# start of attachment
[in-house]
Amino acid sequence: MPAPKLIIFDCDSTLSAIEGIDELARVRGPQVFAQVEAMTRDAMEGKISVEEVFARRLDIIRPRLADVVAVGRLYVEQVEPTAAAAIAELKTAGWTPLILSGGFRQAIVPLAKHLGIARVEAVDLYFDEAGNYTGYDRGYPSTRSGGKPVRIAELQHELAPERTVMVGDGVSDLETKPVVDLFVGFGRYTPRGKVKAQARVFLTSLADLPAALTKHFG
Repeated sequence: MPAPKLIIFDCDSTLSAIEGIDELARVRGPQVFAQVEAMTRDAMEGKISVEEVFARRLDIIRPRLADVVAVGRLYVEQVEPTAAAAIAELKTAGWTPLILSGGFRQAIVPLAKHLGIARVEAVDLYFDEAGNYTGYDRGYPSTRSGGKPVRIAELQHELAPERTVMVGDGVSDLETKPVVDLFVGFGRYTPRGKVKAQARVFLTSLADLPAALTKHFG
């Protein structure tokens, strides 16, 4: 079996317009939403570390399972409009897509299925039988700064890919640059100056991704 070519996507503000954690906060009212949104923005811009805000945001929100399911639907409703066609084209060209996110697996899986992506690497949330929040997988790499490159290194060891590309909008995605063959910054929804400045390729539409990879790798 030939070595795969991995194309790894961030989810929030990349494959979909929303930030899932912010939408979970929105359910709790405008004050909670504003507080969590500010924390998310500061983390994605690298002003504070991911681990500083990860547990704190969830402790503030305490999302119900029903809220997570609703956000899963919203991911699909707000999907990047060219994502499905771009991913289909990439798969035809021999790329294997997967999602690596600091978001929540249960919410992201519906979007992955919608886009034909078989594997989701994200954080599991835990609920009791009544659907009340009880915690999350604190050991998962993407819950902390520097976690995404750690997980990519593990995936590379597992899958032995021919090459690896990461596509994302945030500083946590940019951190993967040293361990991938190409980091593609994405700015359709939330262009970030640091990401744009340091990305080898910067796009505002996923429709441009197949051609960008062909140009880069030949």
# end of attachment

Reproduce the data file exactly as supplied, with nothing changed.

[in-house]
Amino acid sequence: MPAPKLIIFDCDSTLSAIEGIDELARVRGPQVFAQVEAMTRDAMEGKISVEEVFARRLDIIRPRLADVVAVGRLYVEQVEPTAAAAIAELKTAGWTPLILSGGFRQAIVPLAKHLGIARVEAVDLYFDEAGNYTGYDRGYPSTRSGGKPVRIAELQHELAPERTVMVGDGVSDLETKPVVDLFVGFGRYTPRGKVKAQARVFLTSLADLPAALTKHFG
Repeated sequence: MPAPKLIIFDCDSTLSAIEGIDELARVRGPQVFAQVEAMTRDAMEGKISVEEVFARRLDIIRPRLADVVAVGRLYVEQVEPTAAAAIAELKTAGWTPLILSGGFRQAIVPLAKHLGIARVEAVDLYFDEAGNYTGYDRGYPSTRSGGKPVRIAELQHELAPERTVMVGDGVSDLETKPVVDLFVGFGRYTPRGKVKAQARVFLTSLADLPAALTKHFG
């Protein structure tokens, strides 16, 4: 079996317009939403570390399972409009897509299925039988700064890919640059100056991704 070519996507503000954690906060009212949104923005811009805000945001929100399911639907409703066609084209060209996110697996899986992506690497949330929040997988790499490159290194060891590309909008995605063959910054929804400045390729539409990879790798 030939070595795969991995194309790894961030989810929030990349494959979909929303930030899932912010939408979970929105359910709790405008004050909670504003507080969590500010924390998310500061983390994605690298002003504070991911681990500083990860547990704190969830402790503030305490999302119900029903809220997570609703956000899963919203991911699909707000999907990047060219994502499905771009991913289909990439798969035809021999790329294997997967999602690596600091978001929540249960919410992201519906979007992955919608886009034909078989594997989701994200954080599991835990609920009791009544659907009340009880915690999350604190050991998962993407819950902390520097976690995404750690997980990519593990995936590379597992899958032995021919090459690896990461596509994302945030500083946590940019951190993967040293361990991938190409980091593609994405700015359709939330262009970030640091990401744009340091990305080898910067796009505002996923429709441009197949051609960008062909140009880069030949």